For many businesses trying to sort through applicants for an open position at their company, it has become routine to run a Google search of applicants to find out more about them. This can quickly lead to finding their Facebook or other social media account, but did you know that some employers have begun asking for applicants’ Facebook passwords during interviews to look at their activity? In Colorado, you could face serious legal liability for such actions.
Trying to find out as much as you can about an applicant or employee is understandable. For businesses both big and small, nobody wants to waste time, energy, and company resources bringing someone in for an interview that will not be a good fit, but a line must be drawn. Many workers feel their personal privacy is seriously invaded when employers go digging into their personal online accounts.
With these concerns in mind, several states have begun passing laws to combat this practice. In may of last year, Colorado passed C.R.S. § 8-2-127, a so-called “Facebook Law,” which restricts employers’ ability to get social media and other personal online account information from applicants or employees.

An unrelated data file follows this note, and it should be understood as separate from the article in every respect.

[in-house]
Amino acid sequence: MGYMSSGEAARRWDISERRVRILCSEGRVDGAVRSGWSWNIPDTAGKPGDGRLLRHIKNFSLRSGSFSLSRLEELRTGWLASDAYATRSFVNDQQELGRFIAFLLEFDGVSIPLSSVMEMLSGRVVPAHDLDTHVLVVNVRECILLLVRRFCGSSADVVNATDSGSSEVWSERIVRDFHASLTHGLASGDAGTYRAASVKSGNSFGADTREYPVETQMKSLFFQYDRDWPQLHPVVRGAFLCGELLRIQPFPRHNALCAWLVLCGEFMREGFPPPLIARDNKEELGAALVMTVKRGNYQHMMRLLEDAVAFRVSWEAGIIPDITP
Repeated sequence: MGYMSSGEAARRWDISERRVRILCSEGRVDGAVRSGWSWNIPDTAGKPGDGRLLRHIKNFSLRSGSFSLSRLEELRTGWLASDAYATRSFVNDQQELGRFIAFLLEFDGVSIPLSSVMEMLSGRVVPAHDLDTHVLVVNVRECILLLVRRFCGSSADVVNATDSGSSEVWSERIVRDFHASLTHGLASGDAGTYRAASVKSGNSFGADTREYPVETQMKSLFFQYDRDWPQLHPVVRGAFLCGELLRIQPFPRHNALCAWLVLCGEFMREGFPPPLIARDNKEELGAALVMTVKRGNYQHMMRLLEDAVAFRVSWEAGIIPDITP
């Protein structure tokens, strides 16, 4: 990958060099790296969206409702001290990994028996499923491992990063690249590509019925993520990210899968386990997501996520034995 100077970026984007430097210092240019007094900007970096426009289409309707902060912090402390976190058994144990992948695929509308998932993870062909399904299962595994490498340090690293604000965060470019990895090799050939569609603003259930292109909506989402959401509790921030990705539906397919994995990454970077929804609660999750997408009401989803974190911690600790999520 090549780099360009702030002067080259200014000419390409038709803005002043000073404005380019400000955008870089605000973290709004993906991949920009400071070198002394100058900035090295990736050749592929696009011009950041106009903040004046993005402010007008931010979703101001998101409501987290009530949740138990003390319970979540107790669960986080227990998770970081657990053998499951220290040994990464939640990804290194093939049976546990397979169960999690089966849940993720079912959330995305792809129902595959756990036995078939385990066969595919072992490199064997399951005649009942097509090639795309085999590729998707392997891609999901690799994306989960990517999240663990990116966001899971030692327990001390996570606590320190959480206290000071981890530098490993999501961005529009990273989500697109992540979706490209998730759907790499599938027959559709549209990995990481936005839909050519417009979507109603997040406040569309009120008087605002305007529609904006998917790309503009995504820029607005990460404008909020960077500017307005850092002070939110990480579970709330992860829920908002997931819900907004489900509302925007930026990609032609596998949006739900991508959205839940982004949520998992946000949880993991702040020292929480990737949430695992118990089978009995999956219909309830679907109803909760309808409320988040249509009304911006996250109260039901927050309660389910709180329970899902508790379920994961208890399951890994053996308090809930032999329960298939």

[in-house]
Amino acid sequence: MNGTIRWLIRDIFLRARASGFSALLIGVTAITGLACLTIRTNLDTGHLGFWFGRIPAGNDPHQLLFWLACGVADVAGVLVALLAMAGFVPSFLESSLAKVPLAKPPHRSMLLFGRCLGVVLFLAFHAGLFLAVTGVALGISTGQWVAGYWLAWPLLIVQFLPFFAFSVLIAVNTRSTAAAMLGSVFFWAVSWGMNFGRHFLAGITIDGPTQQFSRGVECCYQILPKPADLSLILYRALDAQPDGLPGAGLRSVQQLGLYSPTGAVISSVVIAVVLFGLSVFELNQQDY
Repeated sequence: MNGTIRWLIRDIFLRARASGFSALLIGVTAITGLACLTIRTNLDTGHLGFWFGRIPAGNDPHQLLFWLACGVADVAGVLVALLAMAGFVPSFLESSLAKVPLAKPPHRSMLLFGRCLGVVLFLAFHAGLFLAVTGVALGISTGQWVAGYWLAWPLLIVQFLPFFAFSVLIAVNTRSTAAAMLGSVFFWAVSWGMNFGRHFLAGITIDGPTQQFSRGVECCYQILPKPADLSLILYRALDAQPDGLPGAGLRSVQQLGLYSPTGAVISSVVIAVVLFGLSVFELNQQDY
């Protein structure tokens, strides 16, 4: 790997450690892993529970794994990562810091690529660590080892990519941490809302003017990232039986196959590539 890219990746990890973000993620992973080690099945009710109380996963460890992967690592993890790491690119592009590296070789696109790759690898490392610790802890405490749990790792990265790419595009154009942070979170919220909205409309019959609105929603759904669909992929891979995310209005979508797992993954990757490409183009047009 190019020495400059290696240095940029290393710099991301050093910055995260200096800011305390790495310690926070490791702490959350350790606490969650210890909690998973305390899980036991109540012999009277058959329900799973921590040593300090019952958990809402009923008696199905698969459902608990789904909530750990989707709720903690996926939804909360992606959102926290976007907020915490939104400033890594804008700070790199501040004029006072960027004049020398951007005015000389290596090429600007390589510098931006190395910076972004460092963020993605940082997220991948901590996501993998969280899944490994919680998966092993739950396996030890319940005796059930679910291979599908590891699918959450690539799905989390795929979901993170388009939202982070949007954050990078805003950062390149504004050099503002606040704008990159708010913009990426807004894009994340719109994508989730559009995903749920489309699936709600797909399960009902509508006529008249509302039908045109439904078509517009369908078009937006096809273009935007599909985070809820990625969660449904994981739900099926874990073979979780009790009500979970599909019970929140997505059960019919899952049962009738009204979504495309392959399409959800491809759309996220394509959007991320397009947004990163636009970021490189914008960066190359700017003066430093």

While running a Google search and pulling up any publicly available information about an applicant or employee is permissible under this law, employers cannot suggest, request, or require an applicant or employee to disclose means for accessing their personal accounts or services (this includes usernames and passwords). Under this law, you also cannot suggest, request, or require an applicant or employee to change their privacy settings (to make their accounts public for example) or to have them “add” the employer or someone acting on behalf of the employer to their friends list. If an employee or applicant refuses to comply with these kinds of actions from an employer, then it is unlawful to penalize or refuse to hire them because of their refusal.
There are a few exceptions to this law, but aside from allowing the employer to freely view publicly available information, they are pretty narrow. Other exceptions include investigations pertaining to compliance with financial laws and regulations and the unauthorized download of employer proprietary information to a personal web-based account or website.
If you would like to discuss this or other legal concerns related to your employees or the hiring process, be sure to reach out to the Law Office of E.C. Lewis, P.C., home of your Denver Business Lawyer, Elizabeth Lewis, 720-258-6647 or email her at Elizabeth.Lewis@eclewis.com.